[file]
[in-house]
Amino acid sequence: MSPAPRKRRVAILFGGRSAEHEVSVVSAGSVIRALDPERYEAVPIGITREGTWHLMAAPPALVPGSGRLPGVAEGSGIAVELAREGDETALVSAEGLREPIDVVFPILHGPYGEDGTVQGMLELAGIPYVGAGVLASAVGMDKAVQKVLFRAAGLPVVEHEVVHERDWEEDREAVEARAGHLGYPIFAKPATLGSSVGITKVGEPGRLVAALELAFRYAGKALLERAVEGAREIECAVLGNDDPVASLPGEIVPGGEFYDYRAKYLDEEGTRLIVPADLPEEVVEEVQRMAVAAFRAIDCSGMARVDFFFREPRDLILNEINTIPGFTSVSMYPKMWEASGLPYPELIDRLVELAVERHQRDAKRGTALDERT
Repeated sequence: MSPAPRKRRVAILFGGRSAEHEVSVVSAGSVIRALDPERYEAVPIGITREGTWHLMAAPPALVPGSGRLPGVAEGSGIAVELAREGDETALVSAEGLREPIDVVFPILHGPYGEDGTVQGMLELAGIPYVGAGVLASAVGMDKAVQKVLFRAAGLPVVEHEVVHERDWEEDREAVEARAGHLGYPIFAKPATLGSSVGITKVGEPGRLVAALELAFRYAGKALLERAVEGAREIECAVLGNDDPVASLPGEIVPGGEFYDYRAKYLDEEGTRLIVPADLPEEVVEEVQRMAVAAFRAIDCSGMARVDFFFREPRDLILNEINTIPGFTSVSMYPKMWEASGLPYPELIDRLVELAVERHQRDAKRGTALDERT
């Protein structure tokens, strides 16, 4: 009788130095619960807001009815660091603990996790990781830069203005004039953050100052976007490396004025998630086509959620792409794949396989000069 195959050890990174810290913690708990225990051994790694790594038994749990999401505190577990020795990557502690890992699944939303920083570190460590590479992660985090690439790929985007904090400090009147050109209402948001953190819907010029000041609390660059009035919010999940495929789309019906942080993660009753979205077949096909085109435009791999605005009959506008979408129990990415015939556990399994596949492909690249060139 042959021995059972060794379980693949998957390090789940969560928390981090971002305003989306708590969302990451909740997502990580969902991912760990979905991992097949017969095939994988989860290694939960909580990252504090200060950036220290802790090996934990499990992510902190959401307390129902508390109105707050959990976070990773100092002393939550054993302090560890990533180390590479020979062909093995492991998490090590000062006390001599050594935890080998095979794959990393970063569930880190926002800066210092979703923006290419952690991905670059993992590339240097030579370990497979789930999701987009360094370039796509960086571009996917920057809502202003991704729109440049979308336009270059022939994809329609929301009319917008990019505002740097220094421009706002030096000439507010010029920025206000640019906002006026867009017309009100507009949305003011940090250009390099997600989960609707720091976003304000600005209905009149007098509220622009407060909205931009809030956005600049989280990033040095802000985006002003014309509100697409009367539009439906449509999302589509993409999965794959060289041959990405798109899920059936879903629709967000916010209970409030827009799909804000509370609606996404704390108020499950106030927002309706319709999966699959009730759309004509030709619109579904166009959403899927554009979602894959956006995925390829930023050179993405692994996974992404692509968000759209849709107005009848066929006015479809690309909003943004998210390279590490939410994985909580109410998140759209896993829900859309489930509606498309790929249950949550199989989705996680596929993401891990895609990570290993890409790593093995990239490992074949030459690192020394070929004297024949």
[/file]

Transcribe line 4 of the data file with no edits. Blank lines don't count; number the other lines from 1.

């Protein structure tokens, strides 16, 4: 009788130095619960807001009815660091603990996790990781830069203005004039953050100052976007490396004025998630086509959620792409794949396989000069 195959050890990174810290913690708990225990051994790694790594038994749990999401505190577990020795990557502690890992699944939303920083570190460590590479992660985090690439790929985007904090400090009147050109209402948001953190819907010029000041609390660059009035919010999940495929789309019906942080993660009753979205077949096909085109435009791999605005009959506008979408129990990415015939556990399994596949492909690249060139 042959021995059972060794379980693949998957390090789940969560928390981090971002305003989306708590969302990451909740997502990580969902991912760990979905991992097949017969095939994988989860290694939960909580990252504090200060950036220290802790090996934990499990992510902190959401307390129902508390109105707050959990976070990773100092002393939550054993302090560890990533180390590479020979062909093995492991998490090590000062006390001599050594935890080998095979794959990393970063569930880190926002800066210092979703923006290419952690991905670059993992590339240097030579370990497979789930999701987009360094370039796509960086571009996917920057809502202003991704729109440049979308336009270059022939994809329609929301009319917008990019505002740097220094421009706002030096000439507010010029920025206000640019906002006026867009017309009100507009949305003011940090250009390099997600989960609707720091976003304000600005209905009149007098509220622009407060909205931009809030956005600049989280990033040095802000985006002003014309509100697409009367539009439906449509999302589509993409999965794959060289041959990405798109899920059936879903629709967000916010209970409030827009799909804000509370609606996404704390108020499950106030927002309706319709999966699959009730759309004509030709619109579904166009959403899927554009979602894959956006995925390829930023050179993405692994996974992404692509968000759209849709107005009848066929006015479809690309909003943004998210390279590490939410994985909580109410998140759209896993829900859309489930509606498309790929249950949550199989989705996680596929993401891990895609990570290993890409790593093995990239490992074949030459690192020394070929004297024949």